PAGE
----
Canada: GDP growth slows in Q4 2018
March 1, 2019
Economic momentum notably eased in the fourth quarter, with seasonally-adjusted annualized (SAAR) growth markedly decelerating to 0.4% over the previous quarter (Q3: +2.0% SAAR). The print was the softest pace of growth since Q2 2016 and missed analysts’ expectations of 1.2% for Q4. In annual terms, economic growth weakened to 1.6% in the fourth quarter (Q3: +1.9% year-on-year). For the year as a whole, annual economic growth in 2018 came in at 1.8% (2017: +3.0%)
Domestic demand ebbed in the quarter, shrinking 1.5% (Q3: -0.5% SAAR), due to a sharper contraction in gross fixed capital formation and a slowdown in final consumption expenditure. Fixed investment deteriorated in Q4, shrinking 10.4% in SAAR terms over the previous quarter compared to a 6.7% decrease in Q3. Although the drop in investment was broad-based, the decline in residential investment was particularly noteworthy, contracting at the steepest rate since the 2008-2009 Great Recession. Tighter mortgage guidelines have cooled the real estate market and declining year-on-year Q4 house prices likely led the fall in residential investment. Meanwhile, private consumption growth slowed to 1.1% in the fourth quarter from 1.4% in Q3 SAAR, marking the weakest rate in over five years. A fall in durable spending, likely the impact of higher interest rates following a rate hike at the start of Q4, seemed to weigh on the Q4 reading. On the upside, government spending accelerated to 2.0% in Q4 (Q3: +1.6% SAAR), while a strong build-up in inventories contributed positively to the headline GDP growth figure.
The external sector also weighed on growth in the quarter, with exports of goods and services contracting 0.2% SAAR from Q3’s 3.3%, likely driven by temporary production problems in the energy sector. Meanwhile, imports decreased 1.1% SAAR (Q3: -8.6% SAAR) on weaker demand for industrial chemicals, plastic and rubber products, and motor vehicles and parts. As a result, the net contribution of the external sector was plus 0.3 percentage points in Q4, down from the third quarter’s plus 3.9 percentage-point contribution.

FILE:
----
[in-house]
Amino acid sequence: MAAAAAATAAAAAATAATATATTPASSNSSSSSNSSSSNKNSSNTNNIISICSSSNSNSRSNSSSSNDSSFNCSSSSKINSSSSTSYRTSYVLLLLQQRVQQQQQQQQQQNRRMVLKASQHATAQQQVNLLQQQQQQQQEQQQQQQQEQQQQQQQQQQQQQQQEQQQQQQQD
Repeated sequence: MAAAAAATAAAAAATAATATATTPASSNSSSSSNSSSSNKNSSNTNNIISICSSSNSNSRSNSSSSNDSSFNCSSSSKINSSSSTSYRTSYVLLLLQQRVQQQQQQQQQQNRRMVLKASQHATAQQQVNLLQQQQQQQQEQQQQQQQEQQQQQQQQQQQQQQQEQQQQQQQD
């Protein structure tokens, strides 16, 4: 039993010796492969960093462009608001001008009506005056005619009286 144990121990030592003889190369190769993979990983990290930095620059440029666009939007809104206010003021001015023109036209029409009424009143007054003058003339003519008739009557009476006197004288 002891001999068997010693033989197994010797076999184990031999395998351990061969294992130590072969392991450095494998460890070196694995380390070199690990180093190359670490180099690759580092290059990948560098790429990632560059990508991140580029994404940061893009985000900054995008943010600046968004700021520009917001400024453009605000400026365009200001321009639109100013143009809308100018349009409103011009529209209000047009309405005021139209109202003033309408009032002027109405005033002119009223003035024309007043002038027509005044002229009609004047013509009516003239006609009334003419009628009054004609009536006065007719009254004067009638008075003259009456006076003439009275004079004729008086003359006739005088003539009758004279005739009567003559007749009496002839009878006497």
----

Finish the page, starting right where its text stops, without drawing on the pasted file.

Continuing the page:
Reflecting on the implications of Q4’s print on the economy, Brian DePratto, senior economist at TD Economics, was downbeat:
“Canada is in the midst of a growth slump. Weaker-than-expected near-term economic momentum has emerged, at the same
time that energy sector production curtailments are sending growth temporarily lower. Today’s weak GDP report (0.4% q/q
saar) is likely to be followed with another near-zero out-turn in 2019Q1. Such a modest forecast means that it would not
take too much of a miss versus expectations to send first quarter growth into negative territory. This has led clients to question
the possibility of Canada entering a recession independent of a downturn in the United States.”
Looking ahead, economic growth should decelerate somewhat on the back of higher interest rates, potential oil production curtailments and global economic uncertainty. Nevertheless, the Bank’s projected slowdown going forward and Q4’s sluggish growth reading suggests rates will likely be stable for much of this year, boding well for economic growth. Moreover, the ratification of the USMCA should support business investment and confidence, while the removal of U.S. tariffs on Canadian steel and aluminum should boost the external sector.
Author: Steven Burke, Economist